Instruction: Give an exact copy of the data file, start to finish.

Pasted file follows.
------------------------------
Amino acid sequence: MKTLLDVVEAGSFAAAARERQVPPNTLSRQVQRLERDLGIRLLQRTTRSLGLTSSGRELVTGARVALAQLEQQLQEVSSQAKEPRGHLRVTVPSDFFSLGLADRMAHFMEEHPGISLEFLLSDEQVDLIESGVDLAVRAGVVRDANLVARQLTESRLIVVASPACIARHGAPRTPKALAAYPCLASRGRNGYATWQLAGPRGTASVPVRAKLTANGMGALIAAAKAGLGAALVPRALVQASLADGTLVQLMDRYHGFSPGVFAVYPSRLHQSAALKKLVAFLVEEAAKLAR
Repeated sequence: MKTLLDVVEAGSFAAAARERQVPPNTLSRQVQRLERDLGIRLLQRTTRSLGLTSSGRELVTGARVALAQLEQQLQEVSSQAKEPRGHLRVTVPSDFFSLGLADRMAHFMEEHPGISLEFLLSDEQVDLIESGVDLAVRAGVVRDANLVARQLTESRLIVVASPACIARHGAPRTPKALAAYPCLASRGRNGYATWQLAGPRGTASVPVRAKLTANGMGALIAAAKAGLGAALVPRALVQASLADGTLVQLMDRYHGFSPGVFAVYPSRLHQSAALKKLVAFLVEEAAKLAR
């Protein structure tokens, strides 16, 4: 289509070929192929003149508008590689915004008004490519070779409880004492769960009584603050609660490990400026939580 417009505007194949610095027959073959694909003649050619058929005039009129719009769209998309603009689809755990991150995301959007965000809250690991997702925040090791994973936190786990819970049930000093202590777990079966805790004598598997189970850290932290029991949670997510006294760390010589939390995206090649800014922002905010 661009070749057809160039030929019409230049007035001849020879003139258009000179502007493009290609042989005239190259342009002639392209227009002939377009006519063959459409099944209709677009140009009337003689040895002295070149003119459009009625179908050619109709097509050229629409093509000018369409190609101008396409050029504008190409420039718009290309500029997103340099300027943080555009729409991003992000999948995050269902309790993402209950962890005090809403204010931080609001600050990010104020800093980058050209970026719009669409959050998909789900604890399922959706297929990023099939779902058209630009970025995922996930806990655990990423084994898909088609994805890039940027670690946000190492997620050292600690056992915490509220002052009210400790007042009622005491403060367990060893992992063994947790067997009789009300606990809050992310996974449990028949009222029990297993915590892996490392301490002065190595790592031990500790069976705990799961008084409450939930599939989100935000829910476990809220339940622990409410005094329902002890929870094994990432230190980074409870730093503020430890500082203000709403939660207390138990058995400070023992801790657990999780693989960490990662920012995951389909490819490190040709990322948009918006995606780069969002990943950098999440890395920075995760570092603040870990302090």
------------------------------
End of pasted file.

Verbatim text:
Amino acid sequence: MKTLLDVVEAGSFAAAARERQVPPNTLSRQVQRLERDLGIRLLQRTTRSLGLTSSGRELVTGARVALAQLEQQLQEVSSQAKEPRGHLRVTVPSDFFSLGLADRMAHFMEEHPGISLEFLLSDEQVDLIESGVDLAVRAGVVRDANLVARQLTESRLIVVASPACIARHGAPRTPKALAAYPCLASRGRNGYATWQLAGPRGTASVPVRAKLTANGMGALIAAAKAGLGAALVPRALVQASLADGTLVQLMDRYHGFSPGVFAVYPSRLHQSAALKKLVAFLVEEAAKLAR
Repeated sequence: MKTLLDVVEAGSFAAAARERQVPPNTLSRQVQRLERDLGIRLLQRTTRSLGLTSSGRELVTGARVALAQLEQQLQEVSSQAKEPRGHLRVTVPSDFFSLGLADRMAHFMEEHPGISLEFLLSDEQVDLIESGVDLAVRAGVVRDANLVARQLTESRLIVVASPACIARHGAPRTPKALAAYPCLASRGRNGYATWQLAGPRGTASVPVRAKLTANGMGALIAAAKAGLGAALVPRALVQASLADGTLVQLMDRYHGFSPGVFAVYPSRLHQSAALKKLVAFLVEEAAKLAR
């Protein structure tokens, strides 16, 4: 289509070929192929003149508008590689915004008004490519070779409880004492769960009584603050609660490990400026939580 417009505007194949610095027959073959694909003649050619058929005039009129719009769209998309603009689809755990991150995301959007965000809250690991997702925040090791994973936190786990819970049930000093202590777990079966805790004598598997189970850290932290029991949670997510006294760390010589939390995206090649800014922002905010 661009070749057809160039030929019409230049007035001849020879003139258009000179502007493009290609042989005239190259342009002639392209227009002939377009006519063959459409099944209709677009140009009337003689040895002295070149003119459009009625179908050619109709097509050229629409093509000018369409190609101008396409050029504008190409420039718009290309500029997103340099300027943080555009729409991003992000999948995050269902309790993402209950962890005090809403204010931080609001600050990010104020800093980058050209970026719009669409959050998909789900604890399922959706297929990023099939779902058209630009970025995922996930806990655990990423084994898909088609994805890039940027670690946000190492997620050292600690056992915490509220002052009210400790007042009622005491403060367990060893992992063994947790067997009789009300606990809050992310996974449990028949009222029990297993915590892996490392301490002065190595790592031990500790069976705990799961008084409450939930599939989100935000829910476990809220339940622990409410005094329902002890929870094994990432230190980074409870730093503020430890500082203000709403939660207390138990058995400070023992801790657990999780693989960490990662920012995951389909490819490190040709990322948009918006995606780069969002990943950098999440890395920075995760570092603040870990302090």